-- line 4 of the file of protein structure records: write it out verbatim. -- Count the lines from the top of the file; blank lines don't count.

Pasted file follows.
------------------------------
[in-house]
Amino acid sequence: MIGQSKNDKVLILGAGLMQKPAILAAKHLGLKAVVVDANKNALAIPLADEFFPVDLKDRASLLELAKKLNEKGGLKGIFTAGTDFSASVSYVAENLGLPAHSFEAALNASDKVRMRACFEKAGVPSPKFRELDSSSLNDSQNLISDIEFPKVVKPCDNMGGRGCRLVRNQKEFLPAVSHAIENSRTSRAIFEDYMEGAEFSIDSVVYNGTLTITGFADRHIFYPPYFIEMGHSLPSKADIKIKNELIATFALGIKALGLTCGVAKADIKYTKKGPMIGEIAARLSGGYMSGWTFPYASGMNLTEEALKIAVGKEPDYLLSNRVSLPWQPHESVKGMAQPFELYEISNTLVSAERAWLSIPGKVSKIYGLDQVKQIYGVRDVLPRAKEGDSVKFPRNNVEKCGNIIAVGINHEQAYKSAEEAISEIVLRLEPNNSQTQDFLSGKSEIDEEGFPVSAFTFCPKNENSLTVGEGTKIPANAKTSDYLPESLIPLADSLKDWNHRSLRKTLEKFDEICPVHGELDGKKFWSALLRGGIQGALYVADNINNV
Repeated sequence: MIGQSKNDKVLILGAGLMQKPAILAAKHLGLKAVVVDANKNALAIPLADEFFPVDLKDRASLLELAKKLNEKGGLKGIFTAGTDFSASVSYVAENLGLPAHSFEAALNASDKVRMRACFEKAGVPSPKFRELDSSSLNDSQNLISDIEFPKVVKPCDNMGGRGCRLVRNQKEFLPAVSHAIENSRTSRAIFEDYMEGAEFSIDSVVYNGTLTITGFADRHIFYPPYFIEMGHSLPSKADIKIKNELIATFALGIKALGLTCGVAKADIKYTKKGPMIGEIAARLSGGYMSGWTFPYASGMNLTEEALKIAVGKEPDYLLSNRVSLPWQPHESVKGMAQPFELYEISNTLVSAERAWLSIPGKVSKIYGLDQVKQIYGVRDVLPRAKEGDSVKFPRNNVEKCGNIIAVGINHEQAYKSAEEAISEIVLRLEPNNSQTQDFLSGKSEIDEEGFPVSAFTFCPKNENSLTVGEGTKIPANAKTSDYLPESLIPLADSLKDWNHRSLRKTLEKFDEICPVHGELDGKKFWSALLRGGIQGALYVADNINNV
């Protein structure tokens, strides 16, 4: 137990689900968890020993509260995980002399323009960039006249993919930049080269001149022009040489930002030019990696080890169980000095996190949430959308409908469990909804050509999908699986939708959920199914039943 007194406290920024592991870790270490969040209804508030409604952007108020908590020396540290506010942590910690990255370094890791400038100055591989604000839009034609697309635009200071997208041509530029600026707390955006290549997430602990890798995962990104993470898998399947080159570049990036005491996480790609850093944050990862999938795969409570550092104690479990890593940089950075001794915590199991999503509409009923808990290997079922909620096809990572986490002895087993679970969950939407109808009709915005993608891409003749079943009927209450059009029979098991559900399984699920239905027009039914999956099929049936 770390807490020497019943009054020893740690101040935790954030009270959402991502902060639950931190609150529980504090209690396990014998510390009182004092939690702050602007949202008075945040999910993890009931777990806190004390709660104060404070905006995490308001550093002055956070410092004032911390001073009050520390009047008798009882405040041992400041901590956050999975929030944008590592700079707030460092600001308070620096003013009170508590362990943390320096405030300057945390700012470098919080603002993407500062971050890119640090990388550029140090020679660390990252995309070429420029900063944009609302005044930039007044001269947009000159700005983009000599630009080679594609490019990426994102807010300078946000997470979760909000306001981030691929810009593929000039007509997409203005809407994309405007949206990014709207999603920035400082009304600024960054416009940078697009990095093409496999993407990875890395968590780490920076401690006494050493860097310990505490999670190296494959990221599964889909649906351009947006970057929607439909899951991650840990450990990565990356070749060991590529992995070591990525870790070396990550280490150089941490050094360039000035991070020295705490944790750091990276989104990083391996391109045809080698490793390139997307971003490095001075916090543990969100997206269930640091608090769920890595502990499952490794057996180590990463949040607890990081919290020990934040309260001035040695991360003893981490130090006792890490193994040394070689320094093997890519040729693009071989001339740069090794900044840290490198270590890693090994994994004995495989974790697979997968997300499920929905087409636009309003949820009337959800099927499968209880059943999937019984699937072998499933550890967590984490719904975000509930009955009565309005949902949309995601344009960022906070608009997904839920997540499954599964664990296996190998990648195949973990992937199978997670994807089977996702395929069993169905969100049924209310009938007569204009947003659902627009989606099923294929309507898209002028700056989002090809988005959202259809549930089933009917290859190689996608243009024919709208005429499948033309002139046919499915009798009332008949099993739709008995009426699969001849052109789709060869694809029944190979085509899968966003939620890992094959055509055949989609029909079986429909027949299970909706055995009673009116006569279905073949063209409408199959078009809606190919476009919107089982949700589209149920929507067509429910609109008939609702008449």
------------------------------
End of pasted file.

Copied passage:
């Protein structure tokens, strides 16, 4: 137990689900968890020993509260995980002399323009960039006249993919930049080269001149022009040489930002030019990696080890169980000095996190949430959308409908469990909804050509999908699986939708959920199914039943 007194406290920024592991870790270490969040209804508030409604952007108020908590020396540290506010942590910690990255370094890791400038100055591989604000839009034609697309635009200071997208041509530029600026707390955006290549997430602990890798995962990104993470898998399947080159570049990036005491996480790609850093944050990862999938795969409570550092104690479990890593940089950075001794915590199991999503509409009923808990290997079922909620096809990572986490002895087993679970969950939407109808009709915005993608891409003749079943009927209450059009029979098991559900399984699920239905027009039914999956099929049936 770390807490020497019943009054020893740690101040935790954030009270959402991502902060639950931190609150529980504090209690396990014998510390009182004092939690702050602007949202008075945040999910993890009931777990806190004390709660104060404070905006995490308001550093002055956070410092004032911390001073009050520390009047008798009882405040041992400041901590956050999975929030944008590592700079707030460092600001308070620096003013009170508590362990943390320096405030300057945390700012470098919080603002993407500062971050890119640090990388550029140090020679660390990252995309070429420029900063944009609302005044930039007044001269947009000159700005983009000599630009080679594609490019990426994102807010300078946000997470979760909000306001981030691929810009593929000039007509997409203005809407994309405007949206990014709207999603920035400082009304600024960054416009940078697009990095093409496999993407990875890395968590780490920076401690006494050493860097310990505490999670190296494959990221599964889909649906351009947006970057929607439909899951991650840990450990990565990356070749060991590529992995070591990525870790070396990550280490150089941490050094360039000035991070020295705490944790750091990276989104990083391996391109045809080698490793390139997307971003490095001075916090543990969100997206269930640091608090769920890595502990499952490794057996180590990463949040607890990081919290020990934040309260001035040695991360003893981490130090006792890490193994040394070689320094093997890519040729693009071989001339740069090794900044840290490198270590890693090994994994004995495989974790697979997968997300499920929905087409636009309003949820009337959800099927499968209880059943999937019984699937072998499933550890967590984490719904975000509930009955009565309005949902949309995601344009960022906070608009997904839920997540499954599964664990296996190998990648195949973990992937199978997670994807089977996702395929069993169905969100049924209310009938007569204009947003659902627009989606099923294929309507898209002028700056989002090809988005959202259809549930089933009917290859190689996608243009024919709208005429499948033309002139046919499915009798009332008949099993739709008995009426699969001849052109789709060869694809029944190979085509899968966003939620890992094959055509055949989609029909079986429909027949299970909706055995009673009116006569279905073949063209409408199959078009809606190919476009919107089982949700589209149920929507067509429910609109008939609702008449």